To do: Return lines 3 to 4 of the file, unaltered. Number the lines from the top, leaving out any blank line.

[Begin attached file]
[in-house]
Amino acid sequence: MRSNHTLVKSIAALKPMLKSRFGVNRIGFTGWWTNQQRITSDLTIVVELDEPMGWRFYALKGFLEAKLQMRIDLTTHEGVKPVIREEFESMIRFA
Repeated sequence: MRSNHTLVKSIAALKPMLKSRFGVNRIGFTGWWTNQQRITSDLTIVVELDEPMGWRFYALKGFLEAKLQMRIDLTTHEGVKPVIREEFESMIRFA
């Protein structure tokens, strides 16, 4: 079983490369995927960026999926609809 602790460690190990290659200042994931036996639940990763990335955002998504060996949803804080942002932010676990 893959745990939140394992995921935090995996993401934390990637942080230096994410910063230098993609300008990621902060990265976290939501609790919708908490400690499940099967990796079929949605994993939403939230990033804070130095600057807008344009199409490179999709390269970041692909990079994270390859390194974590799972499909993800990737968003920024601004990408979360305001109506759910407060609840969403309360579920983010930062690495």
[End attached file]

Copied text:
Repeated sequence: MRSNHTLVKSIAALKPMLKSRFGVNRIGFTGWWTNQQRITSDLTIVVELDEPMGWRFYALKGFLEAKLQMRIDLTTHEGVKPVIREEFESMIRFA
């Protein structure tokens, strides 16, 4: 079983490369995927960026999926609809 602790460690190990290659200042994931036996639940990763990335955002998504060996949803804080942002932010676990 893959745990939140394992995921935090995996993401934390990637942080230096994410910063230098993609300008990621902060990265976290939501609790919708908490400690499940099967990796079929949605994993939403939230990033804070130095600057807008344009199409490179999709390269970041692909990079994270390859390194974590799972499909993800990737968003920024601004990408979360305001109506759910407060609840969403309360579920983010930062690495």